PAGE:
In 1774 the Continental Congress was not yet ready for such rash actions. Feverishly, the Massachusetts delegates in Philadelphia cautioned their constituents back home. “Absolute Independency … Startle[s] People here,” John Adams wrote to a friend. His colleagues in the Continental Congress, he said, were horrified by “the Proposal of Setting up a new Form of Government of our own.”[v] Samuel Adams, also a delegate to the Continental Congress, likewise warned the people of Massachusetts not to “set up another form of government” for fear of jeopardizing support from other colonies.[vi] Those congressional leaders, who allegedly drove the agenda, said that “Independency” should not come too soon. In fact, it would be 21 months before Congress caught up with the people of Worcester.

3. The Signing.

Those fifty-six valiant patriots whom future generations would celebrate as “The Signers” did not step forth, with great solemnity, and affix their signatures to the Declaration of Independence on July 4, 1776. In fact, fourteen of these celebrated heroes were not even present that day, including eight who were not yet members of Congress.[vii]

The alleged signing of the Declaration of Independence is a conscious fabrication of the Continental Congress. On July 4, twelve states (not thirteen) approved a declaration that explained Congress’s vote for independence two days earlier. That document was signed by only two men, President John Hancock and Secretary Charles Thomson, as was the custom for congressional resolutions. Two weeks later, on July 19, New York cast the thirteenth vote for independence and Congress ordered that a fancy, “engrossed” copy be “signed by every member.”[viii] On August 2, Timothy Matlack presented this engrossed copy to Congress. Members who happened to be present that day signed it, even if they had not been party to the original act. Other delegates added their signatures as they arrived for work on succeeding days, and one, Thomas McKean of Delaware, did not do so until the following year.[ix]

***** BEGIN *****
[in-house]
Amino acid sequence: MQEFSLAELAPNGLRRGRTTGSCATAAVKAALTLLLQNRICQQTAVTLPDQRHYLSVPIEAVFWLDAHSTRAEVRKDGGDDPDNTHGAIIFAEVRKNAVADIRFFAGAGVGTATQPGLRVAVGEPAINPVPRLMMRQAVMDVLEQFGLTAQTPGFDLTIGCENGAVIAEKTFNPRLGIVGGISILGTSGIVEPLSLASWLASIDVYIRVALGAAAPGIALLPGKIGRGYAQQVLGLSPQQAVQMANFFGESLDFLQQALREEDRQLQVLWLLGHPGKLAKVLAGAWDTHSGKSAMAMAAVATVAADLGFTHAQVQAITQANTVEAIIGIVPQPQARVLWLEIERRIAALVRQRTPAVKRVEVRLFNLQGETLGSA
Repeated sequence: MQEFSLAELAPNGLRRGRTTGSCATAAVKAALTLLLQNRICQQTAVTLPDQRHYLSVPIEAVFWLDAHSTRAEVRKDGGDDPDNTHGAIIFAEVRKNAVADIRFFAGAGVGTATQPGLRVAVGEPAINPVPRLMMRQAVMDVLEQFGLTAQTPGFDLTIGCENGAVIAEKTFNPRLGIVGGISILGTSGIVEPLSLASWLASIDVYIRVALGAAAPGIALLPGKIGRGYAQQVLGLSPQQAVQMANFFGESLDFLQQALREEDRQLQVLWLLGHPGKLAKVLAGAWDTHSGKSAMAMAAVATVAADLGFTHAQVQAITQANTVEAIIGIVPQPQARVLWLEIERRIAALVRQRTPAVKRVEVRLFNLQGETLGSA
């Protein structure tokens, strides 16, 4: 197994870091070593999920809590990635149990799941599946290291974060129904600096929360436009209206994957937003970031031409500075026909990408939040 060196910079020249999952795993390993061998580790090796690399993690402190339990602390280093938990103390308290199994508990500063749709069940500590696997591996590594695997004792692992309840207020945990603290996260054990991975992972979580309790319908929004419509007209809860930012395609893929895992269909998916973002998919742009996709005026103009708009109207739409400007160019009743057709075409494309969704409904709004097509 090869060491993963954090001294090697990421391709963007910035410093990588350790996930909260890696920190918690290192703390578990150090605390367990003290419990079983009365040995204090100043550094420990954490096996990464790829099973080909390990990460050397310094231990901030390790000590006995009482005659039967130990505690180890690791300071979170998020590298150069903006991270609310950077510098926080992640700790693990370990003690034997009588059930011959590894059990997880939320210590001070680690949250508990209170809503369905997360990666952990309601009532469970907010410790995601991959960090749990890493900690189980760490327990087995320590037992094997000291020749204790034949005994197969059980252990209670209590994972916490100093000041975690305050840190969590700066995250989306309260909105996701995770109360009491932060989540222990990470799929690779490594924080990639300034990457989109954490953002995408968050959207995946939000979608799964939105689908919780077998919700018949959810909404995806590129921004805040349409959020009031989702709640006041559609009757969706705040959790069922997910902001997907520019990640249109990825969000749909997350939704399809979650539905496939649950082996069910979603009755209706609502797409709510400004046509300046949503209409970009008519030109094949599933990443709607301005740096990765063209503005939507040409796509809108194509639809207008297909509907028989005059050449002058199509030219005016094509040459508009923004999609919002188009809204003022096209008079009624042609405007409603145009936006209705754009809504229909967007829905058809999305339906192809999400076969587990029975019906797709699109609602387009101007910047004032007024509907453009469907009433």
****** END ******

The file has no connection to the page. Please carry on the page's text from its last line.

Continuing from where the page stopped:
In the spring of 1777, the committee that printed the official Congressional Journal inserted the later copy under its entry for July 4. The deceit is easy to detect. The engrossed copy – the nicely penned version we see and celebrate so often – is titled, “Unanimous Declaration of the Thirteen United States,” even though the Congressional Journal reveals that only twelve states voted for independence on July 2 and approved the Declaration of July 4. Our nation, as one of its first official acts, pulled off a photo op, 18th Century style. To this day, even most textbooks mistake the embellished Declaration, signatures and all, for the real deal.[x]…(read more) 

Journal of the American Revolution

 

Ray Raphael

Ray-Raphael_avatar-96x96The tenth anniversary revised edition of Ray Raphael’s influential book, Founding Myths: Stories that Hide Our Patriotic Past has just been released by New Press. His sixteen other books include Constitutional Myths: What We Get Wrong and What We Get Right (New Press, 2013), Mr. President: How and Why the Founders Created a Chief Executive (Knopf, 2012), and A People’s History of the American Revolution (Harper Perennial, 2002). A complete list of his books and articles, as well as some key historical documents not published elsewhere, can be found at www.rayraphael.com.

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3 Comments on “10 Myths for the Fourth of July”